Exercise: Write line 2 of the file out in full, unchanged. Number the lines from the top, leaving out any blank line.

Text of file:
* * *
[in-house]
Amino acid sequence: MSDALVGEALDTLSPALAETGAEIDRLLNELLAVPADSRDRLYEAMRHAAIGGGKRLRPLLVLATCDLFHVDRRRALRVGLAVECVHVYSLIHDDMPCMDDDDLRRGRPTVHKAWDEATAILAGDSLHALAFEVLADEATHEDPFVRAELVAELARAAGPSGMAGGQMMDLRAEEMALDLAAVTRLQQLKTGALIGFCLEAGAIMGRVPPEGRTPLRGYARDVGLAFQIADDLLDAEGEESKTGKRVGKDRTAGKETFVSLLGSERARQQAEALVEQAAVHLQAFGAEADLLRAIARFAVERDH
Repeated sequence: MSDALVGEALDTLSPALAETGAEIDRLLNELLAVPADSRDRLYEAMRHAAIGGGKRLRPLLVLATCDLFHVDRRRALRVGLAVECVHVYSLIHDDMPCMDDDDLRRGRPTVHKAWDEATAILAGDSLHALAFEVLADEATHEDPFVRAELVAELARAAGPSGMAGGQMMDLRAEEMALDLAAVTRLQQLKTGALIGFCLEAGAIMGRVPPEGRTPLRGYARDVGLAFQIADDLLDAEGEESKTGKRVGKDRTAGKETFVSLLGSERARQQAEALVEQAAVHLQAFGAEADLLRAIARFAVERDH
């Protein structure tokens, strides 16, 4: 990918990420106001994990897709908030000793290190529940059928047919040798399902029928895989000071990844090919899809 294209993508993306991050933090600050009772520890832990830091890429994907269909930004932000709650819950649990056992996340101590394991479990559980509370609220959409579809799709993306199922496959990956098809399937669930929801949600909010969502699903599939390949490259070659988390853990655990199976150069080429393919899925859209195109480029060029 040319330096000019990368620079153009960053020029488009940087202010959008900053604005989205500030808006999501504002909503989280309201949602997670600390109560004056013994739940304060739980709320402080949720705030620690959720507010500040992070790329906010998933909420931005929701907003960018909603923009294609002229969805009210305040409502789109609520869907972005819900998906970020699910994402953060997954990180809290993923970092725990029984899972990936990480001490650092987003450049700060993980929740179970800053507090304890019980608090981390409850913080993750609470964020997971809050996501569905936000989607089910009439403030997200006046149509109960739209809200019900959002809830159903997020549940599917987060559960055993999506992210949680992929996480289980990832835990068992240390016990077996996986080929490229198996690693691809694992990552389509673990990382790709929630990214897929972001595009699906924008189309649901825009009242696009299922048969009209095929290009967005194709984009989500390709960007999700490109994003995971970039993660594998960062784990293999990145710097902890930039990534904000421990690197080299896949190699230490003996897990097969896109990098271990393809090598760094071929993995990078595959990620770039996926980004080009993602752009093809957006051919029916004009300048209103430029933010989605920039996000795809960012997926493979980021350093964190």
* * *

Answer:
Amino acid sequence: MSDALVGEALDTLSPALAETGAEIDRLLNELLAVPADSRDRLYEAMRHAAIGGGKRLRPLLVLATCDLFHVDRRRALRVGLAVECVHVYSLIHDDMPCMDDDDLRRGRPTVHKAWDEATAILAGDSLHALAFEVLADEATHEDPFVRAELVAELARAAGPSGMAGGQMMDLRAEEMALDLAAVTRLQQLKTGALIGFCLEAGAIMGRVPPEGRTPLRGYARDVGLAFQIADDLLDAEGEESKTGKRVGKDRTAGKETFVSLLGSERARQQAEALVEQAAVHLQAFGAEADLLRAIARFAVERDH